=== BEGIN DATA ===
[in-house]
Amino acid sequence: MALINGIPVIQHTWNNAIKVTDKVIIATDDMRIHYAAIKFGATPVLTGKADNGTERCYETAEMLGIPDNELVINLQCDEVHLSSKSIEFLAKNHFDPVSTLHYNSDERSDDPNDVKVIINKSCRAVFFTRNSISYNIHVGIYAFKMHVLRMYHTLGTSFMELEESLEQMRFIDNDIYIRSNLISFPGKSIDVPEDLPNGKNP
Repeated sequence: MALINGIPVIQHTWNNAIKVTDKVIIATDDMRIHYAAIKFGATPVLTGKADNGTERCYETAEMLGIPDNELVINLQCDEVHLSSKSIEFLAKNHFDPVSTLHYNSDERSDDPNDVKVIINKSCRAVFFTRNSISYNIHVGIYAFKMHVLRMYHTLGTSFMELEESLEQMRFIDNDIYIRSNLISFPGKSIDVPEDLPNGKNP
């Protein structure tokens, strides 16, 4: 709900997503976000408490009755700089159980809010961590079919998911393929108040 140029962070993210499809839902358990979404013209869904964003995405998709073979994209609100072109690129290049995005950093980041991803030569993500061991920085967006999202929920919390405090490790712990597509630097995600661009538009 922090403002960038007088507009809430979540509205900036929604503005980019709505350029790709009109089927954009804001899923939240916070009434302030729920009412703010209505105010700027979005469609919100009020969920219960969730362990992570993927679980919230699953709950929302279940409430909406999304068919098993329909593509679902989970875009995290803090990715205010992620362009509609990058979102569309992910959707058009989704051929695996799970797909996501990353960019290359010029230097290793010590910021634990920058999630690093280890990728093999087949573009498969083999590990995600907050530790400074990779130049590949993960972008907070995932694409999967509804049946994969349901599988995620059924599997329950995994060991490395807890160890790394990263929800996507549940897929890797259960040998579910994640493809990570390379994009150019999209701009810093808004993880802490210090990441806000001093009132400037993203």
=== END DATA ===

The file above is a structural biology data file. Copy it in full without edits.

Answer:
[in-house]
Amino acid sequence: MALINGIPVIQHTWNNAIKVTDKVIIATDDMRIHYAAIKFGATPVLTGKADNGTERCYETAEMLGIPDNELVINLQCDEVHLSSKSIEFLAKNHFDPVSTLHYNSDERSDDPNDVKVIINKSCRAVFFTRNSISYNIHVGIYAFKMHVLRMYHTLGTSFMELEESLEQMRFIDNDIYIRSNLISFPGKSIDVPEDLPNGKNP
Repeated sequence: MALINGIPVIQHTWNNAIKVTDKVIIATDDMRIHYAAIKFGATPVLTGKADNGTERCYETAEMLGIPDNELVINLQCDEVHLSSKSIEFLAKNHFDPVSTLHYNSDERSDDPNDVKVIINKSCRAVFFTRNSISYNIHVGIYAFKMHVLRMYHTLGTSFMELEESLEQMRFIDNDIYIRSNLISFPGKSIDVPEDLPNGKNP
């Protein structure tokens, strides 16, 4: 709900997503976000408490009755700089159980809010961590079919998911393929108040 140029962070993210499809839902358990979404013209869904964003995405998709073979994209609100072109690129290049995005950093980041991803030569993500061991920085967006999202929920919390405090490790712990597509630097995600661009538009 922090403002960038007088507009809430979540509205900036929604503005980019709505350029790709009109089927954009804001899923939240916070009434302030729920009412703010209505105010700027979005469609919100009020969920219960969730362990992570993927679980919230699953709950929302279940409430909406999304068919098993329909593509679902989970875009995290803090990715205010992620362009509609990058979102569309992910959707058009989704051929695996799970797909996501990353960019290359010029230097290793010590910021634990920058999630690093280890990728093999087949573009498969083999590990995600907050530790400074990779130049590949993960972008907070995932694409999967509804049946994969349901599988995620059924599997329950995994060991490395807890160890790394990263929800996507549940897929890797259960040998579910994640493809990570390379994009150019999209701009810093808004993880802490210090990441806000001093009132400037993203």